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Kirk Sorensen wrote:
Kurt Sellner wrote:
My premise is that a nation-state has access to ample but diminishing fossil fuels. They desire to get nuclear power quickly but do not want to have to deal with burying piles of nuclear waste.


You just described the United Arab Emirates.


Yes. Yes, I did. I also described a lot of other nation-states. I had a lot of places in mind when I created my "rules". What's been on my mind recently is Brazil.

Kirk Sorensen wrote:
Kurt Sellner wrote:
Reprocessing is assumed,


Except for that part. They had to give up that right to get their Section 123 agreement with the United States.

Saudi Arabia appears to be trying to learn from that mistake by getting their nuclear technology from the Chinese or Russians and avoiding a Section 123 agreement with the US.

By telling countries they can't enrich or reprocess, we send them right to countries that will sell them both technologies. Good move America. \sarc


I've seen the mention of "123" before but wasn't quite sure what it meant. Now I know a bit more to look that up, thank you sir.

Is using a modern MSR considered "reprocessing"? Most of what allows more complete burn up of the fuel is that a liquid fuel allows many fission poisons to boil off. Just allowing the xenon to escape has to be quite an advantage.

I suspect that China will be the first to have a utility scale MSR. Once that happens I suspect the federal government in the USA will change its rules and let people research them here. History tells me that a lot of technological advancement happens once someone proves something is possible.

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PostPosted: Mar 26, 2014 1:04 am 
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Currently, it is S.Korea straining at the leads in the 123 matters. Much smaller N.Korea has simply opted out of the control treaty and gone for weapons.
No one has yet introduced MSR for power or for burning the used LWR/PHWR fuel. China could well be the first. S.Koreans may have given them a run for their money if not shackled by NPT/123 agreement.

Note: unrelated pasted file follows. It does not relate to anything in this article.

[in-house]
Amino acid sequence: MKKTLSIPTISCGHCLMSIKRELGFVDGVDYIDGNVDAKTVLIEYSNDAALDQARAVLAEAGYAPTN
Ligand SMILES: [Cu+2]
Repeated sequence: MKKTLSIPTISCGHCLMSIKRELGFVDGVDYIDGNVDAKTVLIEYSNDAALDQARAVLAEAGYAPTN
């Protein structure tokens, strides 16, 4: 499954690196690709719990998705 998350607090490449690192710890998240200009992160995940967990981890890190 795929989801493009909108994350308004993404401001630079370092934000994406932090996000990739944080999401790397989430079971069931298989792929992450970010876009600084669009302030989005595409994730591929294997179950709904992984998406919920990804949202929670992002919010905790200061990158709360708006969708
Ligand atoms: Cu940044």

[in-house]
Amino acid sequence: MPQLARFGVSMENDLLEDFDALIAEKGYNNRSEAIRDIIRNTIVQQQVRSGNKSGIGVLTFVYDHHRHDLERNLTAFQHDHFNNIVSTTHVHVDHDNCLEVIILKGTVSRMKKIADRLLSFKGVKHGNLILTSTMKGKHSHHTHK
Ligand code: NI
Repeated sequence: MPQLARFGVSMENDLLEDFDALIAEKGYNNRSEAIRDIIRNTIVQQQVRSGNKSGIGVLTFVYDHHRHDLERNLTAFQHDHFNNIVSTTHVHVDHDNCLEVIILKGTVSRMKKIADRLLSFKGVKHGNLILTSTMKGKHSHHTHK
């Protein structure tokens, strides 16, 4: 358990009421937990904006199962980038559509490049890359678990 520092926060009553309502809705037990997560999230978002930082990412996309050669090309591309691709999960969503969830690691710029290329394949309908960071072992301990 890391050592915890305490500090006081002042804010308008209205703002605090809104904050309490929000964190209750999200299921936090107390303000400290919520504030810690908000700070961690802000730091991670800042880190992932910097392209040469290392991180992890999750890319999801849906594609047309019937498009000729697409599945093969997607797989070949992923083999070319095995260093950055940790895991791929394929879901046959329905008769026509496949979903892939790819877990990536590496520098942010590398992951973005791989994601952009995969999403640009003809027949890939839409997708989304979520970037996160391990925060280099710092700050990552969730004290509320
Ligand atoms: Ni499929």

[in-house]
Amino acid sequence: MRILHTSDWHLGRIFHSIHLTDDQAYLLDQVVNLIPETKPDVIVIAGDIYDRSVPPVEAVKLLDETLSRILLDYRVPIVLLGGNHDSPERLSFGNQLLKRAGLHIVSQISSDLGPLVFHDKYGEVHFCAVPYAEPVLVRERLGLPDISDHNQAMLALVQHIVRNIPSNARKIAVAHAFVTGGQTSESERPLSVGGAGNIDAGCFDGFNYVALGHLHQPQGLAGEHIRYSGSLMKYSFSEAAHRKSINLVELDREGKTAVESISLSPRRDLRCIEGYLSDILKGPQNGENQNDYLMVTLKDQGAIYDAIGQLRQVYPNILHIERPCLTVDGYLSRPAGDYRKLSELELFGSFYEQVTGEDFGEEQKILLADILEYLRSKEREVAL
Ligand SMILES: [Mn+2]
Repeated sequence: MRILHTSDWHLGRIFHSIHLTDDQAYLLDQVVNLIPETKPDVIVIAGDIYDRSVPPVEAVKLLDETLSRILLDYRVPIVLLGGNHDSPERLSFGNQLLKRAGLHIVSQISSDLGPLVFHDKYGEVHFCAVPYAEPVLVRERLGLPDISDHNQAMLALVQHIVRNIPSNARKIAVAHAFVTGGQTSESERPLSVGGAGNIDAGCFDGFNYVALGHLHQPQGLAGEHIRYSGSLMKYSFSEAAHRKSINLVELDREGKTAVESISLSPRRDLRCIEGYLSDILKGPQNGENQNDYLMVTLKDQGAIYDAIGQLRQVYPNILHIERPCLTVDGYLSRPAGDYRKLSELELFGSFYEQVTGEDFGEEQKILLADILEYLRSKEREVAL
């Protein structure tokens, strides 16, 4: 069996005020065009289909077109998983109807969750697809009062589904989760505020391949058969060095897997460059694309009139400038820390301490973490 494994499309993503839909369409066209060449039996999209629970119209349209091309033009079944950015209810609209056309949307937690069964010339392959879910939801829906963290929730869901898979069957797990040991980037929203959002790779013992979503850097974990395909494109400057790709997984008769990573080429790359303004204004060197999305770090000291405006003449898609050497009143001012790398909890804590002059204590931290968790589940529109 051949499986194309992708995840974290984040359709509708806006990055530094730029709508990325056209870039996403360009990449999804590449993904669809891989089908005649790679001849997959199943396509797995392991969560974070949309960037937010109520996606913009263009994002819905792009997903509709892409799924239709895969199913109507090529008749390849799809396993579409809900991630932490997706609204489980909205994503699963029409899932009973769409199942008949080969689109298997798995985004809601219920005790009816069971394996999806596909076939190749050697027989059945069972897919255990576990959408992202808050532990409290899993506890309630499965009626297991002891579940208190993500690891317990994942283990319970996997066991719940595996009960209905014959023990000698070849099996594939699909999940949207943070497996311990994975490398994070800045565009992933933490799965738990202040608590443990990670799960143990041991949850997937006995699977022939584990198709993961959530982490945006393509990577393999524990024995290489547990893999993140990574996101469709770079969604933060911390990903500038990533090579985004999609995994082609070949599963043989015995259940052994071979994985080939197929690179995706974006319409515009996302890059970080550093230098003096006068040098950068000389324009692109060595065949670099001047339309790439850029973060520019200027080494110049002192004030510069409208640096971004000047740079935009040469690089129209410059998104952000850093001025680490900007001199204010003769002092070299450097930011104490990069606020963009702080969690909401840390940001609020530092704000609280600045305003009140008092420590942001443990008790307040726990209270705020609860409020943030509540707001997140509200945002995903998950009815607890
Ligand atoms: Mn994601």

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PostPosted: Mar 26, 2014 2:13 pm 
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Dumb question, and sorry if it has been answered here, but can a MSR start up on NU?

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PostPosted: Mar 26, 2014 3:13 pm 
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I think that a MSR cannot run on NU, the typical materials (Li7, Be, graphite, Fluorine) capture enough neutrons to prevent the chain reaction. And many other materials have the same issue with NU in a thermal spectrum except deuterium. You may be able to add reactor grade plutonium to the fuel salt and achieve criticality.


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PostPosted: Mar 26, 2014 3:24 pm 
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KitemanSA wrote:
Dumb question, and sorry if it has been answered here, but can a MSR start up on NU?


I did this calculation about seven years ago. Yes, but only with D2O moderation. It's not possible with graphite.


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PostPosted: Mar 26, 2014 5:51 pm 
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Jaro has plenty of suggestions along this line - search for heavy water MSR.


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PostPosted: Mar 26, 2014 11:08 pm 
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Kirk Sorensen wrote:
KitemanSA wrote:
Dumb question, and sorry if it has been answered here, but can a MSR start up on NU?


I did this calculation about seven years ago. Yes, but only with D2O moderation. It's not possible with graphite.
How about the ZrD2?

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PostPosted: Mar 27, 2014 8:35 am 
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Too much absorption from the zirconium.


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PostPosted: Mar 27, 2014 11:33 am 
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You may stand a chance with Beryllium oxide or carbide instead of graphite, if you can keep it solid. I do not claim to be an expert and am open to correction.


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PostPosted: Mar 27, 2014 12:33 pm 
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Kirk Sorensen wrote:
KitemanSA wrote:
Dumb question, and sorry if it has been answered here, but can a MSR start up on NU?


I did this calculation about seven years ago. Yes, but only with D2O moderation. It's not possible with graphite.


When I first saw that I thought, "OK, problem solved." Now that I thought about it more that sounds like an engineering nightmare. What kind of pressures would you need to keep the D2O from boiling away? Even if you can keep your moderator from boiling I suspect that the D2O is hot enough and pounded with enough radiation that it's going to decompose.

I also realized that my premise is flawed in that just because a nation-state does not develop the capability to enrich uranium or plutonium does not mean they will not have the capability to produce weapon grade material. The reactor and reprocessing would have to operate in a manner to prevent weapon grade material from being produced.

For example this heavy water moderated MSR fueled with natural uranium. If there is continuous reprocessing of the fuel then it would be nearly trivial to allow the Pu-239 to accumulate somewhere. They'd have to make sure the plutonium stayed in the reactor long enough for the plutonium to get contaminated with even numbered isotopes. Or do I have this wrong?